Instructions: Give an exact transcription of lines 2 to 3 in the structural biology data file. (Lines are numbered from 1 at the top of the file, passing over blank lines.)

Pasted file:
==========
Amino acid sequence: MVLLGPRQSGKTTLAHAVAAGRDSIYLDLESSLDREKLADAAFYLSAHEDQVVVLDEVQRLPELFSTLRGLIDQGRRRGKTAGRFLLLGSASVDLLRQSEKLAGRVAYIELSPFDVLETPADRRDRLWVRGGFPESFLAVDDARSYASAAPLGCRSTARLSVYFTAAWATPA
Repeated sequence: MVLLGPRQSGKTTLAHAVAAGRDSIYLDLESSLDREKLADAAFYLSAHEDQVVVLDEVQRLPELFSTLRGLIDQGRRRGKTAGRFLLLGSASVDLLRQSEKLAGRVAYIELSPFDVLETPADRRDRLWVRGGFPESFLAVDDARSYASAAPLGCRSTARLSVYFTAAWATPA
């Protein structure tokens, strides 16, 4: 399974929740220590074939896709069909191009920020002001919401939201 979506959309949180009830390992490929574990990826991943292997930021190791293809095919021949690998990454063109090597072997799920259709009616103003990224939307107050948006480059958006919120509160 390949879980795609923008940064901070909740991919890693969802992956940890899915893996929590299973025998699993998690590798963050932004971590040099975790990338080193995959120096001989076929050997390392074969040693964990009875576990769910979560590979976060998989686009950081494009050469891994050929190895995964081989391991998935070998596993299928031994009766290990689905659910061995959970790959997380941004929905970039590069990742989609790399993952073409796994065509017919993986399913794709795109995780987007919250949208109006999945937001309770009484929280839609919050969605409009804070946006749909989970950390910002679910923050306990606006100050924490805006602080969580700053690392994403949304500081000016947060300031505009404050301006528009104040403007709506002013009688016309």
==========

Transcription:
Repeated sequence: MVLLGPRQSGKTTLAHAVAAGRDSIYLDLESSLDREKLADAAFYLSAHEDQVVVLDEVQRLPELFSTLRGLIDQGRRRGKTAGRFLLLGSASVDLLRQSEKLAGRVAYIELSPFDVLETPADRRDRLWVRGGFPESFLAVDDARSYASAAPLGCRSTARLSVYFTAAWATPA
């Protein structure tokens, strides 16, 4: 399974929740220590074939896709069909191009920020002001919401939201 979506959309949180009830390992490929574990990826991943292997930021190791293809095919021949690998990454063109090597072997799920259709009616103003990224939307107050948006480059958006919120509160 390949879980795609923008940064901070909740991919890693969802992956940890899915893996929590299973025998699993998690590798963050932004971590040099975790990338080193995959120096001989076929050997390392074969040693964990009875576990769910979560590979976060998989686009950081494009050469891994050929190895995964081989391991998935070998596993299928031994009766290990689905659910061995959970790959997380941004929905970039590069990742989609790399993952073409796994065509017919993986399913794709795109995780987007919250949208109006999945937001309770009484929280839609919050969605409009804070946006749909989970950390910002679910923050306990606006100050924490805006602080969580700053690392994403949304500081000016947060300031505009404050301006528009104040403007709506002013009688016309």